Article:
Their justification consists in that which constitutes the objection to the present bill, namely, the absence of any indebtedness on the part of the United States. The charge of denial of justice in this case, and consequent stain upon our national character, has not yet been indorsed by the American people. But if it were otherwise, this bill, so far from relieving the past, would only stamp on the present a more deep and indelible stigma. It admits the justice of the claims, concedes that payment has been wrongfully withheld for fifty years, and then proposes not to pay them, but to compound with the public creditors by providing that, whether the claims shall be presented or not, whether the sum appropriated shall pay much or little of what shall be found due, the law itself shall constitute a perpetual bar to all future demands. This is not, in my judgment, the way to atone for wrongs if they exist, nor to meet subsisting obligations.
If new facts, not known or not accessible during the Administration of Mr. Jefferson, Mr. Madison, or Mr. Monroe, had since been brought to light, or new sources of information discovered, this would greatly relieve the subject of embarrassment. But nothing of this nature has occurred.
That those eminent statesmen had the best means of arriving at a correct conclusion no one will deny. That they never recognized the alleged obligation on the part of the Government is shown by the history of their respective Administrations. Indeed, it stands not as a matter of controlling authority, but as a fact of history, that these claims have never since our existence as a nation been deemed by any President worthy of recommendation to Congress.
Claims to payment can rest only on the plea of indebtedness on the part of the Government. This requires that it should be shown that the United States have incurred liability to the claimants, either by such acts as deprived them of their property or by having actually taken it for public use without making just compensation for it.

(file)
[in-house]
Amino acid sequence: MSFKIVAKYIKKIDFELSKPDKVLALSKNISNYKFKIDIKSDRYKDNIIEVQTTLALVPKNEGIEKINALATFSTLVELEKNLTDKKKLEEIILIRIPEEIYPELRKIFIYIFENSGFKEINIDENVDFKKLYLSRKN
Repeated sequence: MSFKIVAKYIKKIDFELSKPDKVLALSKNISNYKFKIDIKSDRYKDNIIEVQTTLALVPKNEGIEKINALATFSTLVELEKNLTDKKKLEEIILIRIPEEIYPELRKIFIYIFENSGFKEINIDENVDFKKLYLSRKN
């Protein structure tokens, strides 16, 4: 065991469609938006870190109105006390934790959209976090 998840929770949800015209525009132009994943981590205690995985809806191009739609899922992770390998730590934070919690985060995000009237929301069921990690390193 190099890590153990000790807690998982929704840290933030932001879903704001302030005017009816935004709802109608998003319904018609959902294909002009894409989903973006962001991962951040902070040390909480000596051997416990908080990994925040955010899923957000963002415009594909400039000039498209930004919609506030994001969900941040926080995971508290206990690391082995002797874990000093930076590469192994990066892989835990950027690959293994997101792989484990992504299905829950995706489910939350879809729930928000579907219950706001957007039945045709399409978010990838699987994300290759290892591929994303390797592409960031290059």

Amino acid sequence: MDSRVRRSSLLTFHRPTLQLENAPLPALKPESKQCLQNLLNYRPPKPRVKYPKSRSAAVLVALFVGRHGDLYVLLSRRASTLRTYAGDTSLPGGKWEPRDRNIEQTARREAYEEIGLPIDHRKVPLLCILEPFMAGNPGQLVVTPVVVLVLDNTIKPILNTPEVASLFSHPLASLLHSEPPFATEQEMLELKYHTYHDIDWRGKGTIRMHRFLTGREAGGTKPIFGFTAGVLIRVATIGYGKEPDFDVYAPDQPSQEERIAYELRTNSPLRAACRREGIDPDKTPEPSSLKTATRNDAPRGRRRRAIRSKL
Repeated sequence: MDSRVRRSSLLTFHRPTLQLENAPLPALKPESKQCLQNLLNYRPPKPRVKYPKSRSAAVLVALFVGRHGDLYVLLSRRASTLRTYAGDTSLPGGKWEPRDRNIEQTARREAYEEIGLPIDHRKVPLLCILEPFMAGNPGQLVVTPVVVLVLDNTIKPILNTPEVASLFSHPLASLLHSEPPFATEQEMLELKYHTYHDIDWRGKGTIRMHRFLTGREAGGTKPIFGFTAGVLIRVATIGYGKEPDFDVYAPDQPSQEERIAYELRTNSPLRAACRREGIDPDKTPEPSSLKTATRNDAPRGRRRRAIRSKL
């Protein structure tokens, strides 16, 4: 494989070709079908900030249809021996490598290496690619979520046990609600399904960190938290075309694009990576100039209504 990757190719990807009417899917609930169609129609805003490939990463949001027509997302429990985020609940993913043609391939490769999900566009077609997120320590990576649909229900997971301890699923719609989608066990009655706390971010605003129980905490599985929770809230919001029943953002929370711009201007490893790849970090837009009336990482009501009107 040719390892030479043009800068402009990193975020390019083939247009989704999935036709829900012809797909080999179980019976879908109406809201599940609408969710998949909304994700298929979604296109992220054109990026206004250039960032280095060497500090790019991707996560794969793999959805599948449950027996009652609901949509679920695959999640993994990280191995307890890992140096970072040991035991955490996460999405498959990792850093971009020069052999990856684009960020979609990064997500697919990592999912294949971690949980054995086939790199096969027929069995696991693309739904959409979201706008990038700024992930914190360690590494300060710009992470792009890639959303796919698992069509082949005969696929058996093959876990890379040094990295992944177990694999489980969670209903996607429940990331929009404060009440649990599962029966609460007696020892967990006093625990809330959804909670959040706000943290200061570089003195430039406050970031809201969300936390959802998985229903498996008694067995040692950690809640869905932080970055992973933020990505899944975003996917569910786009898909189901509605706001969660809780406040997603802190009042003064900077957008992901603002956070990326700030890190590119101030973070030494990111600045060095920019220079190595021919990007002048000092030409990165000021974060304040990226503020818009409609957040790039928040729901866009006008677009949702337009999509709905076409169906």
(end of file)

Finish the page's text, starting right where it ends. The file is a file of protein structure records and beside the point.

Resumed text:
The first branch of the proposition--that on which an equitable claim to be indemnified by the United States for losses sustained might rest-requires at least a cursory examination of the history of the transactions on which the claims depend. The first link which in the chain of events arrests attention is the treaties of alliance and of amity and commerce between the United States and France negotiated in 1778. By those treaties peculiar privileges were secured to the armed vessels of each of the contracting parties in the ports of the other, the freedom of trade was greatly enlarged, and mutual obligations were incurred by each to guarantee to the other their territorial possessions in America.
In 1792-93, when war broke out between France and Great Britain, the former claimed privileges in American ports which our Government did not admit as deducible from the treaties of 1778, and which it was held were in conflict with obligations to the other belligerent powers. The liberal principle of one of the treaties referred to--that free ships make free goods, and that subsistence and supplies were not contraband of war unless destined to a blockaded port--was found, in a commercial view, to operate disadvantageously to France as compared with her enemy, Great Britain, the latter asserting, under the law of nations, the right to capture as contraband supplies when bound for an enemy's port.